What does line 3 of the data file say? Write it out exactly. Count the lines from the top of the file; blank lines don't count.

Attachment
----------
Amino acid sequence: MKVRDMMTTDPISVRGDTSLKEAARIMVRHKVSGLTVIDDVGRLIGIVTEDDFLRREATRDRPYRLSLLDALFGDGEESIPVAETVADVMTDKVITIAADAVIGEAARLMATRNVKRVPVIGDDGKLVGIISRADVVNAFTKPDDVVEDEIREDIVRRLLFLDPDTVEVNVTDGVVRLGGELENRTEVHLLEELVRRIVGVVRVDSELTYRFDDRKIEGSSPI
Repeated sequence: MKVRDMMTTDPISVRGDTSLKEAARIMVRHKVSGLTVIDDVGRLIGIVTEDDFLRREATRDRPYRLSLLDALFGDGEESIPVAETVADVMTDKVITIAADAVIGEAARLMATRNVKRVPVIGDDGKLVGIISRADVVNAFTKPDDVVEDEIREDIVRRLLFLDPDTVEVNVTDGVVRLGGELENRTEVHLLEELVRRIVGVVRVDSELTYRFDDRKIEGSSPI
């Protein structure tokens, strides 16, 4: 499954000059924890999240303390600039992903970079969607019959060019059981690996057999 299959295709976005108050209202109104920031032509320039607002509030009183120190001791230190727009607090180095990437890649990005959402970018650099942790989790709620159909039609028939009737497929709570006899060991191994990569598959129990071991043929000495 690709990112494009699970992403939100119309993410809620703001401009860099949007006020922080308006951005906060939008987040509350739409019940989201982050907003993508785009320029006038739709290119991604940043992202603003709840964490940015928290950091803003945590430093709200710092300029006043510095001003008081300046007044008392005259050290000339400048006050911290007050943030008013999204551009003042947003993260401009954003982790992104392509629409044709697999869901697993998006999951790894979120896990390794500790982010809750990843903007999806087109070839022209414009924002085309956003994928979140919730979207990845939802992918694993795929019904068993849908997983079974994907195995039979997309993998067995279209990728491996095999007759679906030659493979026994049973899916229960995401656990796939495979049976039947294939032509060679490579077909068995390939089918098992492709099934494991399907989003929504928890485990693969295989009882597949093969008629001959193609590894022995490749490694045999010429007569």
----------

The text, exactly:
């Protein structure tokens, strides 16, 4: 499954000059924890999240303390600039992903970079969607019959060019059981690996057999 299959295709976005108050209202109104920031032509320039607002509030009183120190001791230190727009607090180095990437890649990005959402970018650099942790989790709620159909039609028939009737497929709570006899060991191994990569598959129990071991043929000495 690709990112494009699970992403939100119309993410809620703001401009860099949007006020922080308006951005906060939008987040509350739409019940989201982050907003993508785009320029006038739709290119991604940043992202603003709840964490940015928290950091803003945590430093709200710092300029006043510095001003008081300046007044008392005259050290000339400048006050911290007050943030008013999204551009003042947003993260401009954003982790992104392509629409044709697999869901697993998006999951790894979120896990390794500790982010809750990843903007999806087109070839022209414009924002085309956003994928979140919730979207990845939802992918694993795929019904068993849908997983079974994907195995039979997309993998067995279209990728491996095999007759679906030659493979026994049973899916229960995401656990796939495979049976039947294939032509060679490579077909068995390939089918098992492709099934494991399907989003929504928890485990693969295989009882597949093969008629001959193609590894022995490749490694045999010429007569």